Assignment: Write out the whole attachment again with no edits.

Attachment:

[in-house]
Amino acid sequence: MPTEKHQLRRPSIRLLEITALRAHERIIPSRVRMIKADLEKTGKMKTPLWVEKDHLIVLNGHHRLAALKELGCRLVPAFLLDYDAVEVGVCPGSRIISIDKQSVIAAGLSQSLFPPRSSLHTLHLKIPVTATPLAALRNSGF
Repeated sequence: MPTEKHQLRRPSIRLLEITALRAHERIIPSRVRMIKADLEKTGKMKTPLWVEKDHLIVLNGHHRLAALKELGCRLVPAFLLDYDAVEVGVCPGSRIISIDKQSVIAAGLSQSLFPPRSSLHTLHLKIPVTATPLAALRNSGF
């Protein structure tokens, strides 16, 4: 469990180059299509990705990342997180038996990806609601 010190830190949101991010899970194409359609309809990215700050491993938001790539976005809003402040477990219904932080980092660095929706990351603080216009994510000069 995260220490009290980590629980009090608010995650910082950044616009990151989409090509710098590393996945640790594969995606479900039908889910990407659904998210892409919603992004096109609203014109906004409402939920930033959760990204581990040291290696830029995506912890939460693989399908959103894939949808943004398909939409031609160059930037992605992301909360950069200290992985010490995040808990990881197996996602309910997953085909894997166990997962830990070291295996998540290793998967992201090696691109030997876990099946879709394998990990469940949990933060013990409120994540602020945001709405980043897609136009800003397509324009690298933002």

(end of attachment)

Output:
[in-house]
Amino acid sequence: MPTEKHQLRRPSIRLLEITALRAHERIIPSRVRMIKADLEKTGKMKTPLWVEKDHLIVLNGHHRLAALKELGCRLVPAFLLDYDAVEVGVCPGSRIISIDKQSVIAAGLSQSLFPPRSSLHTLHLKIPVTATPLAALRNSGF
Repeated sequence: MPTEKHQLRRPSIRLLEITALRAHERIIPSRVRMIKADLEKTGKMKTPLWVEKDHLIVLNGHHRLAALKELGCRLVPAFLLDYDAVEVGVCPGSRIISIDKQSVIAAGLSQSLFPPRSSLHTLHLKIPVTATPLAALRNSGF
């Protein structure tokens, strides 16, 4: 469990180059299509990705990342997180038996990806609601 010190830190949101991010899970194409359609309809990215700050491993938001790539976005809003402040477990219904932080980092660095929706990351603080216009994510000069 995260220490009290980590629980009090608010995650910082950044616009990151989409090509710098590393996945640790594969995606479900039908889910990407659904998210892409919603992004096109609203014109906004409402939920930033959760990204581990040291290696830029995506912890939460693989399908959103894939949808943004398909939409031609160059930037992605992301909360950069200290992985010490995040808990990881197996996602309910997953085909894997166990997962830990070291295996998540290793998967992201090696691109030997876990099946879709394998990990469940949990933060013990409120994540602020945001709405980043897609136009800003397509324009690298933002």